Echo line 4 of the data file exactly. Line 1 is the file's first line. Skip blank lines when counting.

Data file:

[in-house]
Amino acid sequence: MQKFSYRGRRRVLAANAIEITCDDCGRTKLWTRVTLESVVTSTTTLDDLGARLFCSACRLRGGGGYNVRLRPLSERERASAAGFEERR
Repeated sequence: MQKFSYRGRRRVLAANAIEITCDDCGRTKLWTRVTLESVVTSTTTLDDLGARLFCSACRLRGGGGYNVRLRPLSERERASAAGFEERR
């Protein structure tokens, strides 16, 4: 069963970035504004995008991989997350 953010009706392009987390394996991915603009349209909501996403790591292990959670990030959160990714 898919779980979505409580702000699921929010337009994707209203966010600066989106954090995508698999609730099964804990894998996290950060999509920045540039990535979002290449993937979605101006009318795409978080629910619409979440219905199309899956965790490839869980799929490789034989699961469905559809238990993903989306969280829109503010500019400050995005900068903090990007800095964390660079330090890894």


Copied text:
């Protein structure tokens, strides 16, 4: 069963970035504004995008991989997350 953010009706392009987390394996991915603009349209909501996403790591292990959670990030959160990714 898919779980979505409580702000699921929010337009994707209203966010600066989106954090995508698999609730099964804990894998996290950060999509920045540039990535979002290449993937979605101006009318795409978080629910619409979440219905199309899956965790490839869980799929490789034989699961469905559809238990993903989306969280829109503010500019400050995005900068903090990007800095964390660079330090890894």